Some of the most academically vulnerable students are also more likely to have basic vision problems that have been overlooked, new research finds.
The study in the Journal of the American Medical Association-Ophthalmology finds that, across more than 30,000 school-age students, low-income, English-learner, and racial minority students all had a higher risk of being identified with vision problems—if they were screened at all—but they also were less likely than other students to get corrective care.
The results come amid rapidly rising rates of nearsightedness worldwide. More than 40 percent of U.S. adults now have myopia, or nearsightedness, according to the most recent estimates, a 66 percent jump in the past 30 years. Fully half of people worldwide are expected to be nearsighted by 2050, with nearly 1 in 10 expected to develop a severe myopia that can lead to blindness. The rise in vision problems have been attributed to an array of factors, from increased screentime to fewer outdoor activities that require focusing at different distances.
The vision disorders must be identified and corrected in childhood to prevent students’ eyesight from degrading, and research suggests early vision correction can help struggling readers.
But it has been difficult to get a clear picture of vision problems among U.S. children and adolescents due to uneven vision screening. A team of researchers led by Isdin Oke, an ophthalmology researcher at Boston Children’s Hospital and Harvard Medical School, analyzed the vision data from more than 30,000 children ages 6 to 17.
Sixty-two percent of these students (just under 18,500) had received a vision screening in the last two years, either at school or through a pediatrician. Of those, about 28 percent were referred for a full eye exam—and nearly all of those referred ultimately began treatment for vision problems.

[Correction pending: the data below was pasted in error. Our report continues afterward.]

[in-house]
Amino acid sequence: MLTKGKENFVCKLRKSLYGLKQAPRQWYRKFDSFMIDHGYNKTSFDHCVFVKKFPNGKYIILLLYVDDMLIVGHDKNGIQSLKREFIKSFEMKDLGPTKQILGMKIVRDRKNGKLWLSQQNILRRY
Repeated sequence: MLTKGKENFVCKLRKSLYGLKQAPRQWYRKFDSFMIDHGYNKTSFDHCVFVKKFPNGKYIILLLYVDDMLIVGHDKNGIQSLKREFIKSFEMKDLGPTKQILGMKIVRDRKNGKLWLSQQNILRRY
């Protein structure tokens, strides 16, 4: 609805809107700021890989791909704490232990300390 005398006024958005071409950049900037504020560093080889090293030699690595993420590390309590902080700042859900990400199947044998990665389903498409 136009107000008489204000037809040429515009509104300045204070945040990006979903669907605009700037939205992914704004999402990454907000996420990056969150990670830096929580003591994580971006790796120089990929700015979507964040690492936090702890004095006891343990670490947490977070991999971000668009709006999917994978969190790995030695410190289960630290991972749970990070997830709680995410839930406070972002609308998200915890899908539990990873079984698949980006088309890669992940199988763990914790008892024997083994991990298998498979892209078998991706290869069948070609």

But students’ access to screening and later care varied significantly, by family income, race, and ethnicity.
The study found 43 percent of students living below the federal poverty line had not received a recent vision screening, compared to 34 percent of those in the wealthiest fifth of students. Similarly, 63 percent of white students had a recent vision screening, 3 percentage points higher than the rate for Black or Hispanic students and 10 percentage points higher than for Asian students. Similar patterns were found among students identified with vision problems who actually received corrective glasses or other treatments.
Likewise, children who did not speak English at home were 9 percentage points less likely to get screened for eye problems than those from families who primarily spoke English.
“At each stage along the care pathway, children from historically marginalized racial and ethnic groups, low-income households, and non–English language speakers experience worse outcomes,” Oke and his colleagues concluded.
Interplay of academics and eyesight
More than 40 states require at least some vision screening in schools, but not all meet the guidelines of the American Academy of Pediatrics and the American Academy of Ophthalmologists, which advise eye exams every two years for children who have never been diagnosed with a vision problem, and annually for those who need vision correction.
Visual demands change as students progress through school. While students are learning to read and identify numbers in early elementary school, visual instruction involves larger print sizes and shorter, widely spaced words in high-contrast colors. In upper elementary and secondary, students must focus for extended periods of time on longer, smaller-printed texts.
At least one study of low-income students in the lowest quarter of reading performance on state tests found that those who received regular eye exams and glasses improved their reading performance by roughly 9 percentile points, or a quarter of a standard deviation, on the i-Ready, the Partnership for Assessment of Readiness for College and Careers test in reading.